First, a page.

5 Quick Tips For Vocal Recording
1. Use A Decent Mic
Don’t use a $10 mic and expect to get anything to sound half way decent. We recommend at least a $150 mic from a Sam Ash/Guitar Center/Sweetwater. You can achieve a good sounding vocal with this in combination with a good preamp. And always use a pop filter!
2. Use A Preamp
The preamp can make a big difference in the recording. We have used $500-$2000 preamps and you can definitely notice a difference. Working with a budget is obviously an obstacle for every engineer, but don’t be scared, you can get a good sound without the $2000 preamp.
3. Placement Of Mic
Whether it’s in your house and there’s a washing machines or outside noise, or you’re in a small studio with other rooms around yours with their speakers up to the max, you want to avoid as much noise as possible. Luckily, for vocals, your voice will be the main sound source going into the diaphragm, and faint noise in the background will only be heard when the vocalist pauses (which you can fix with a gate or automation). Avoid any reflective materials around the mic, this will cause (usually ugly) reverb and delays that you cannot change.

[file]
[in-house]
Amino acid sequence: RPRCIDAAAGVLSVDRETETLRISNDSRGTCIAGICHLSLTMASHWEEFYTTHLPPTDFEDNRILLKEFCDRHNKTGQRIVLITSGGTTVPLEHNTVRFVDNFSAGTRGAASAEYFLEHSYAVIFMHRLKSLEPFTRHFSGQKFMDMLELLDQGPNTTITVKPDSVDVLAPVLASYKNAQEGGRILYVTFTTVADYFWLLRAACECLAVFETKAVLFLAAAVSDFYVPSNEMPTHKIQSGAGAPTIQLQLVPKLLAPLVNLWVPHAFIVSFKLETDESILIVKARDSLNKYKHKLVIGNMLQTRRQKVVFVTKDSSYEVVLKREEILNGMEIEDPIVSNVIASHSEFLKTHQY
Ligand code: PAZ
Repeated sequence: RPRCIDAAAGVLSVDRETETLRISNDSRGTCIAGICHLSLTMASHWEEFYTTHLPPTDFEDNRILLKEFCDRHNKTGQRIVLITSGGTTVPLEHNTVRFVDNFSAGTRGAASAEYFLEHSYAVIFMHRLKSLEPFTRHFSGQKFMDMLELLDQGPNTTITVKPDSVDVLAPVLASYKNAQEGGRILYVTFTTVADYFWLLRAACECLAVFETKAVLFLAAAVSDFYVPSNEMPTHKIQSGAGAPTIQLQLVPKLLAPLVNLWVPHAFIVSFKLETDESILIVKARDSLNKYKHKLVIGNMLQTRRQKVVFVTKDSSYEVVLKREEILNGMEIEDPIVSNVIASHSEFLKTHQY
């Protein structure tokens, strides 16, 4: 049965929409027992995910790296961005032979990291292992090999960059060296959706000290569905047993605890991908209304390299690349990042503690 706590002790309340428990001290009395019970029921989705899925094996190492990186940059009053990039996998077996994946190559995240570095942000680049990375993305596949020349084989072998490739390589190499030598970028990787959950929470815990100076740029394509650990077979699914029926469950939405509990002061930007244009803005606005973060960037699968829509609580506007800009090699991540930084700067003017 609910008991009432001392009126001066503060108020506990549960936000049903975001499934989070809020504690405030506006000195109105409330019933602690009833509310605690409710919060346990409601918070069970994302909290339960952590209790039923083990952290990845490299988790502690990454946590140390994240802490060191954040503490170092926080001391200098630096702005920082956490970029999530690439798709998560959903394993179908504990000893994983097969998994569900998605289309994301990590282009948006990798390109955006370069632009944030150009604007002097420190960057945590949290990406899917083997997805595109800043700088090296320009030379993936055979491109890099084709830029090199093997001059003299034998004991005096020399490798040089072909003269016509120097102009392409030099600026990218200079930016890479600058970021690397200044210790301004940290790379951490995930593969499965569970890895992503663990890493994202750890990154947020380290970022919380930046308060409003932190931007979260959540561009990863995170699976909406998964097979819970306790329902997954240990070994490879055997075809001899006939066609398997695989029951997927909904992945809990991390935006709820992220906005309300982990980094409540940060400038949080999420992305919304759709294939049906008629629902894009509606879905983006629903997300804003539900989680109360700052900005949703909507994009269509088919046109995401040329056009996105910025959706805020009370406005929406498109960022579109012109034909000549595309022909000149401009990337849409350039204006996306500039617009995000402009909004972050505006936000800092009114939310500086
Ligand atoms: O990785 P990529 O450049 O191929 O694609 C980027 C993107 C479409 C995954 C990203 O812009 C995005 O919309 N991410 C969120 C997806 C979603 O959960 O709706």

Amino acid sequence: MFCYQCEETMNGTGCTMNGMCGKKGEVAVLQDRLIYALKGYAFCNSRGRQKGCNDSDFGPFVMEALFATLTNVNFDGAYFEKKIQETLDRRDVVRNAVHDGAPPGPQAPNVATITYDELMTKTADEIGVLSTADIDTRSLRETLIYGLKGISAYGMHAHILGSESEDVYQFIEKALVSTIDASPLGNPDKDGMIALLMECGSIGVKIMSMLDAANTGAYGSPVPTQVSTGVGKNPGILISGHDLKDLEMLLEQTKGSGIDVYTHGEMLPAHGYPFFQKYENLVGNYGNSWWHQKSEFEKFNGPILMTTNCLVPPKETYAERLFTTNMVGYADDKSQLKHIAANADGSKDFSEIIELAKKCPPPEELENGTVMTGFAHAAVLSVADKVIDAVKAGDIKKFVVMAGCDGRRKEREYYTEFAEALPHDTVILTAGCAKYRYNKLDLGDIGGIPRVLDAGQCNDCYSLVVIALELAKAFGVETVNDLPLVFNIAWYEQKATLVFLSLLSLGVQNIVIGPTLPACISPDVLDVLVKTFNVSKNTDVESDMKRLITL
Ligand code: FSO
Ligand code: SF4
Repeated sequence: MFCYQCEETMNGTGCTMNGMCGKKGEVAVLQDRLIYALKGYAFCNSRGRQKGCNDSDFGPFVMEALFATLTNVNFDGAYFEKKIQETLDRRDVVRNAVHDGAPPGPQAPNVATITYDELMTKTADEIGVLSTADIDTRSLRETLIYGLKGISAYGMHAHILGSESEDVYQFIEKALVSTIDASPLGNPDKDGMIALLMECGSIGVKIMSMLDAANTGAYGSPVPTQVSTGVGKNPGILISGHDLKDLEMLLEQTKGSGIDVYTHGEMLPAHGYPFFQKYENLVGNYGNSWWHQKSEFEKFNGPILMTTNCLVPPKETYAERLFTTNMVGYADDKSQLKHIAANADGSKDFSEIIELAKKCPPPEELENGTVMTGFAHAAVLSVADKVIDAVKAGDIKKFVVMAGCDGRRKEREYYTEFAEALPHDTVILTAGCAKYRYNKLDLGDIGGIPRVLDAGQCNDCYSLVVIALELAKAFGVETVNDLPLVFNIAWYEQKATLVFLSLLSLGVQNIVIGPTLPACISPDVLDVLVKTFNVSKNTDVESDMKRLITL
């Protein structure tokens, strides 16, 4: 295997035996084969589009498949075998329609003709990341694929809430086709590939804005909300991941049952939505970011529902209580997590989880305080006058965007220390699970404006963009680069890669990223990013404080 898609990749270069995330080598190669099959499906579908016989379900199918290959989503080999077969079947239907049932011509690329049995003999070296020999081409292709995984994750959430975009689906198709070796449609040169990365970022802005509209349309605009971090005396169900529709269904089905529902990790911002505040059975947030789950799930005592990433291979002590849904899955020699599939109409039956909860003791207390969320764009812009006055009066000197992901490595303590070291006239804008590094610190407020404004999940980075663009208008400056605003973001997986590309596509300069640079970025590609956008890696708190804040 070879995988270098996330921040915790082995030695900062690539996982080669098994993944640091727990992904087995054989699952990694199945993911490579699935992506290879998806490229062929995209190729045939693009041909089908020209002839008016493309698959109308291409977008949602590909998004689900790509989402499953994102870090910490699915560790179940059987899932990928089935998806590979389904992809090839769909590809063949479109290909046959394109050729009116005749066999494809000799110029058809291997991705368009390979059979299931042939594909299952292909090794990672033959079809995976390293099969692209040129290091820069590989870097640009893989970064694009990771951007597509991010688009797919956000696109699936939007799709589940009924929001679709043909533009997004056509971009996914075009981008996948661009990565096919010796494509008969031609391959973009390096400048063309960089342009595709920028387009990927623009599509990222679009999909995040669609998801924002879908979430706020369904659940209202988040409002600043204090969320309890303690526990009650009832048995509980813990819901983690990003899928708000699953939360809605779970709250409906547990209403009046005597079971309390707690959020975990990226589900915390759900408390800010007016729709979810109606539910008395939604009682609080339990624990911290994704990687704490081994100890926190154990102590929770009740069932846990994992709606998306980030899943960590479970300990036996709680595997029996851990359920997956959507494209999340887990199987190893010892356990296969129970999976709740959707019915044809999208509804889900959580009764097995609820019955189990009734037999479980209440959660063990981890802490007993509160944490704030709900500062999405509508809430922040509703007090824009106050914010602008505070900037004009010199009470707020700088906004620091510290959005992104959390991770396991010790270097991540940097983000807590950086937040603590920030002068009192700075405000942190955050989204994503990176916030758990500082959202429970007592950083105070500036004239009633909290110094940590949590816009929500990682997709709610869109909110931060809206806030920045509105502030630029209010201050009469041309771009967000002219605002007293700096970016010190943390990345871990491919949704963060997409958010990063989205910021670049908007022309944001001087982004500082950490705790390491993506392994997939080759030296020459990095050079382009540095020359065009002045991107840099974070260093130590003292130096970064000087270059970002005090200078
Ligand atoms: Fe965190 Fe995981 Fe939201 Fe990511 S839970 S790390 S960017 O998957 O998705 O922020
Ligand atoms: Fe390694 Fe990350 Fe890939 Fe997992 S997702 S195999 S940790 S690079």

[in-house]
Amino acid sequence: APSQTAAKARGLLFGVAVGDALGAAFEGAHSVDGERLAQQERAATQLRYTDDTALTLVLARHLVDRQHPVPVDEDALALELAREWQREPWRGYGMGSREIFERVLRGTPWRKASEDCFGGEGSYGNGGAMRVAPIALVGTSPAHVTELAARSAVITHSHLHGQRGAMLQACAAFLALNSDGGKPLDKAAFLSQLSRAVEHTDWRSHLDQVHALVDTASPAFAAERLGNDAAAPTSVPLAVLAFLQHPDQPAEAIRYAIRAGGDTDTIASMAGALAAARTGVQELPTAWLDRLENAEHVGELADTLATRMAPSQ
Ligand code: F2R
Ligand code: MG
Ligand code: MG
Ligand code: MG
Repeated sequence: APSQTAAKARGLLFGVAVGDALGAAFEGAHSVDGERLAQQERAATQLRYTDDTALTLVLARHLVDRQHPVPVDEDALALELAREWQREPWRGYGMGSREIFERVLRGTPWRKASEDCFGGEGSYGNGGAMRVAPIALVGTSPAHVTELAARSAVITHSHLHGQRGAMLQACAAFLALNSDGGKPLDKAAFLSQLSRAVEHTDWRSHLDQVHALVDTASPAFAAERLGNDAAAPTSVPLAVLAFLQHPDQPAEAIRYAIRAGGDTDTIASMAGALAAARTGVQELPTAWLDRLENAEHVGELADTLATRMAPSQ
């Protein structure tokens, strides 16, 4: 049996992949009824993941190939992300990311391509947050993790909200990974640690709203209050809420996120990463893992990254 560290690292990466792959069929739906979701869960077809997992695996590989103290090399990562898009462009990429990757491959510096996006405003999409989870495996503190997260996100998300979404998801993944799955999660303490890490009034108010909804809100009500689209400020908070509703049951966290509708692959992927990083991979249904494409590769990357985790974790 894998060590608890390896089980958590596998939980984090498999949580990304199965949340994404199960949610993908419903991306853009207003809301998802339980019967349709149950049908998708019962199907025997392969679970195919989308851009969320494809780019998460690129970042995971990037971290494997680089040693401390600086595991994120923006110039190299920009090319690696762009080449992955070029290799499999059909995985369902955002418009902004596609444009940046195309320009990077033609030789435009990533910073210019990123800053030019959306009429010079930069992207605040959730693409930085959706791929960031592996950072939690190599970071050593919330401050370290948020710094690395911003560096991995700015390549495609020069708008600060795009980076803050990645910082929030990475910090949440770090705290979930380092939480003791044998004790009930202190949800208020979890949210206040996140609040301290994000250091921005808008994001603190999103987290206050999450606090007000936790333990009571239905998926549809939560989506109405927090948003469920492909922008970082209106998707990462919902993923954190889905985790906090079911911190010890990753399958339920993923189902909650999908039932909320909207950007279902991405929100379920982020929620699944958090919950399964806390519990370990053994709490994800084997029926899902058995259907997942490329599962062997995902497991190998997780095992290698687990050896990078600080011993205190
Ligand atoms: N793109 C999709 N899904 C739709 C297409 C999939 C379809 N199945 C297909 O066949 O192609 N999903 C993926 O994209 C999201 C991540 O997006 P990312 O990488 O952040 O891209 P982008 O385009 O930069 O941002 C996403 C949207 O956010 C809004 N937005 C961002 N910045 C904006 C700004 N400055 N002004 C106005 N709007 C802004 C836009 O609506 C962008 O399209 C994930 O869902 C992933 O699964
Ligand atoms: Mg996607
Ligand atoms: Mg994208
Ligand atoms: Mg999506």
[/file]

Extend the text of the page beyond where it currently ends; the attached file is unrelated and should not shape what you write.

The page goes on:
4. Loop Record
Setup loop record in Preferences under ‘Operations’ to automatically create new playlists. If you’re recording yourself, or you’re an engineer recording a client, allow them to do a bunch of takes in a row. This will really allow them to get warmed up. The ‘created new playlists’ will be extremely easy to comp and edit in Pro Tools.
5. Volume Awareness
Don’t have the headphone volume too loud as where it’s picking up in the mic a lot. That being said, the vocalist needs to be able to hear themselves, so be attentive to the playback level of their vocal track.